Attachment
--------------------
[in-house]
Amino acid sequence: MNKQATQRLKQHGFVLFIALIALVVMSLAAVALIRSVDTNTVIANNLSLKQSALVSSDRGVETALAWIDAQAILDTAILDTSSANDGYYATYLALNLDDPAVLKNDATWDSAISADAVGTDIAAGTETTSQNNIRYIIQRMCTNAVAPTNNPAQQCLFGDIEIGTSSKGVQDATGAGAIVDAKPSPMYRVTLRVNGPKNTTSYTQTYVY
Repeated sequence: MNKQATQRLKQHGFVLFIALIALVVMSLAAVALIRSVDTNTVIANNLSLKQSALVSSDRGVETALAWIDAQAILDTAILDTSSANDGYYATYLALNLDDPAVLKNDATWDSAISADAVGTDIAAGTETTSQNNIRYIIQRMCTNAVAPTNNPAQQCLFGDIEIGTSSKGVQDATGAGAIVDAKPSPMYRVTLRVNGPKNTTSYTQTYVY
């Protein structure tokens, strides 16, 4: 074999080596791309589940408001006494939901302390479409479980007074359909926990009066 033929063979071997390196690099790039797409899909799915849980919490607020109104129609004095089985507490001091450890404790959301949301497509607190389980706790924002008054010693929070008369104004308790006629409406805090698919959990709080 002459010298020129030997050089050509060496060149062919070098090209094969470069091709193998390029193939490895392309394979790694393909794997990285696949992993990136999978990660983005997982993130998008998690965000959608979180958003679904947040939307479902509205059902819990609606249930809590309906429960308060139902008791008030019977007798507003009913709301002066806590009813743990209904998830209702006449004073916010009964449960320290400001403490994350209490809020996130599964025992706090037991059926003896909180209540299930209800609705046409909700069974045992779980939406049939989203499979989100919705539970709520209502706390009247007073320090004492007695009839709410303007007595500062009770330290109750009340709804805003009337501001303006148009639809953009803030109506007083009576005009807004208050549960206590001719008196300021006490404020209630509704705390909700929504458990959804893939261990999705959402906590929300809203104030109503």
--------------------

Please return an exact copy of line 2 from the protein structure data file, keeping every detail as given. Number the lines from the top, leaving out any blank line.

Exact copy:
Amino acid sequence: MNKQATQRLKQHGFVLFIALIALVVMSLAAVALIRSVDTNTVIANNLSLKQSALVSSDRGVETALAWIDAQAILDTAILDTSSANDGYYATYLALNLDDPAVLKNDATWDSAISADAVGTDIAAGTETTSQNNIRYIIQRMCTNAVAPTNNPAQQCLFGDIEIGTSSKGVQDATGAGAIVDAKPSPMYRVTLRVNGPKNTTSYTQTYVY